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Reconciliation not easy matter: South Africa President Jacob Zuma

CAPE TOWN South Africa (Xinhua) -- Reconciliation is not an easy matter, South African President Jacob Zuma said Friday, while urging all South Africans to recommit themselves to the cause.

Addressing a rally in Zeerust, North West Province, to mark the National Day of Reconciliation, Zuma said that as South Africans celebrated achievements in reconciliation, “we should also remember that reconciliation is a two-way process”.

“While black people are implored to come to bury the pain of the past and move on, white compatriots should also be ready to accept and support the imperative of transformation and redress,” Zuma noted.

He urged South Africans to bury racism, tribalism, xenophobia and all other intolerance, saying these tendencies rear their ugly heads from time to time.

South Africa has seen an increase in racist speech and crimes this year, including one high-profile incident in which two white men forced a black man into a coffin and threatened to light him on fire.

Earlier this year, a former estate agent also made headlines when she vented displeasure at the number of black people swarming public beaches during the New Year holiday, likening them to “monkeys.”

Implementation of measures to deracialize the economy, such as black economic empowerment, affirmative action and land reform remain critical for South Africans to achieve true and meaningful reconciliation, he said.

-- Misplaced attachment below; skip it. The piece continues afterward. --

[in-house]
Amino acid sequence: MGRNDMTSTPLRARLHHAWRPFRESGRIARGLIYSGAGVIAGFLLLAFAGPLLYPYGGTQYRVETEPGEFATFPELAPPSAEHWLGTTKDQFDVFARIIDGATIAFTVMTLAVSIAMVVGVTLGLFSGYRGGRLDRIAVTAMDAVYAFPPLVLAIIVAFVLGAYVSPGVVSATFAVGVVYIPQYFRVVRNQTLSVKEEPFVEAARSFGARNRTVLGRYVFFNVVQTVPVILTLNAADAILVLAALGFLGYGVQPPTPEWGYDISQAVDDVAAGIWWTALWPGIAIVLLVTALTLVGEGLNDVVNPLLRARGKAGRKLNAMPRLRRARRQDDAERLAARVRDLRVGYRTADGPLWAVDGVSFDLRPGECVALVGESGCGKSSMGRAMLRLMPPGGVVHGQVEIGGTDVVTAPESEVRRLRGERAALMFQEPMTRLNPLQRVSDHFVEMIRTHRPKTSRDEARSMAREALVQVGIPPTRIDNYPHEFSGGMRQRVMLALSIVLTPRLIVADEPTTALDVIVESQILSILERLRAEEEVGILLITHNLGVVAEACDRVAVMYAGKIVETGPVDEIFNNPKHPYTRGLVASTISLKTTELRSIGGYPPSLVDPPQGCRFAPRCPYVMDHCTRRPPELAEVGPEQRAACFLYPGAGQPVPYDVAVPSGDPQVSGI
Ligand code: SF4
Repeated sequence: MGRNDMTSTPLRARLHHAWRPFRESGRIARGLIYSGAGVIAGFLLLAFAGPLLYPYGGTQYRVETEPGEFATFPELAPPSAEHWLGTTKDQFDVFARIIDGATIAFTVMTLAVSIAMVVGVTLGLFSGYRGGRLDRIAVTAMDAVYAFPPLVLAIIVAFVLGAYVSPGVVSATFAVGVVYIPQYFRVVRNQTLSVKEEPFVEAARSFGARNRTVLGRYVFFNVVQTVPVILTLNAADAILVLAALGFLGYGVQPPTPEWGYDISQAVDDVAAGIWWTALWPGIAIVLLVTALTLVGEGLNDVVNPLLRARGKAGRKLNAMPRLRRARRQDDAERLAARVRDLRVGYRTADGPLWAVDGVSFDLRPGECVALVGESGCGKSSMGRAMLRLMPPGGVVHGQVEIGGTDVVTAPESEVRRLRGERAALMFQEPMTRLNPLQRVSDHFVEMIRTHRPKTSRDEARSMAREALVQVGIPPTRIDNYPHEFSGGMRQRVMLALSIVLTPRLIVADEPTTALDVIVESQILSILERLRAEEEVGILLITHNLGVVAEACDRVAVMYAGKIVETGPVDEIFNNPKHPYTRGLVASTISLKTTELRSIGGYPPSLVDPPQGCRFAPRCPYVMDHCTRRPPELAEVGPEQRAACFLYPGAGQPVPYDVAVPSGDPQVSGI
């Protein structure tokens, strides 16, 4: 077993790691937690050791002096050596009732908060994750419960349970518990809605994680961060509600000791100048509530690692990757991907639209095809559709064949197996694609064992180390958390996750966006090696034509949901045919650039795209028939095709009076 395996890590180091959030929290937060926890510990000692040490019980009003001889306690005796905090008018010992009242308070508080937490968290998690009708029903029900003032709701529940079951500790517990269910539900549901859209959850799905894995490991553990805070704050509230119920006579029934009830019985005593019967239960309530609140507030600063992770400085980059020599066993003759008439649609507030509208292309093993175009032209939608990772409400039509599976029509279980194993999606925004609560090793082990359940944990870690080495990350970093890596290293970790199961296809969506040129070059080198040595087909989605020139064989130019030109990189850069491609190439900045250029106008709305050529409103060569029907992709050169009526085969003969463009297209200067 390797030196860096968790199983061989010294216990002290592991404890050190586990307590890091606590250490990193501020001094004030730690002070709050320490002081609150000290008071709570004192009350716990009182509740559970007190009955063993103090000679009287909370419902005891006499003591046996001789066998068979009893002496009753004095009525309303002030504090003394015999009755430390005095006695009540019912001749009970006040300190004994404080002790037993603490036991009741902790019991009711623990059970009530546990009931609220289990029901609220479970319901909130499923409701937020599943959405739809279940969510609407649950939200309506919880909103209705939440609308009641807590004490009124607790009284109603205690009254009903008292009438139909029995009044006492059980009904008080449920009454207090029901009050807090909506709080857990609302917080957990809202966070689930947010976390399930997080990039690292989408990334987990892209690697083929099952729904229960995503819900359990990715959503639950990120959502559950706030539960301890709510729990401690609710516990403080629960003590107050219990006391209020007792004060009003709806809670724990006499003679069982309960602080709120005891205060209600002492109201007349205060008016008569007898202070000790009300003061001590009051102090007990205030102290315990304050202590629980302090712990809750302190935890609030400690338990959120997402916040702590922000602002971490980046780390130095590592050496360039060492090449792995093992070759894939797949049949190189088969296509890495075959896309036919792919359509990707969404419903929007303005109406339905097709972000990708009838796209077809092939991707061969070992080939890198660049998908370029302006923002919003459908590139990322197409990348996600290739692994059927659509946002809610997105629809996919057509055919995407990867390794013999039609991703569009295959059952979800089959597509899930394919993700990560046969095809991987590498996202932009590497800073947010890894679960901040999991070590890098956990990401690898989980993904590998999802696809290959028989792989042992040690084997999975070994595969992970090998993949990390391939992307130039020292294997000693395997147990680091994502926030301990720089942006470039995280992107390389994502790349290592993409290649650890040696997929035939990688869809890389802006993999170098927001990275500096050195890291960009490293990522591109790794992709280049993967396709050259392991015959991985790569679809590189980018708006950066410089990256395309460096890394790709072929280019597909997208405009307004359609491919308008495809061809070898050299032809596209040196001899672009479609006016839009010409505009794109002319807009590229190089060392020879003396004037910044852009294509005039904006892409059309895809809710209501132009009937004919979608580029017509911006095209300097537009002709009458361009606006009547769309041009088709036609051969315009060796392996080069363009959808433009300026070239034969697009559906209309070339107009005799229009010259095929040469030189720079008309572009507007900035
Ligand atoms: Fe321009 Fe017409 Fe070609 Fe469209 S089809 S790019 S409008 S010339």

In 1995, the first democratically elected government declared December 16 as the National Day of Reconciliation with the aim of healing a painful division between black and white people.

“We come from a painful past as South Africans. We have been able to come this far in 22 years because we took that conscious decision to move on, and build a new nation,” Zuma said, outlining measures to redress the painful past.

Among the measures, the government is currently engaged in a program of finding missing persons and handing over remains of former political prisoners executed by the apartheid government to their families, according to Zuma.

At least 130 political prisoners were hanged for politically-related offences in the period between 1960 and 1990. The state retained custody of the remains of the deceased, thereby denying their families the opportunity to receive or bury them, Zuma said.

The government is also working to ensure that the socio-economic needs of former anti-apartheid combatants are met as many of them are unable to look after themselves and can not provide for their children, according to the president.

The National Day of Reconciliation is also about coming to terms with the painful tragedy that occurred in August 2012 in Marikana, North West Province, where about 44 people were killed, the majority of whom by police, during a strike at Lonmin Mine, Zuma said.

The issue of compensation, particularly for loss of support for the deceased families, for unlawful arrest and detentions, is being attended to, according to Zuma.

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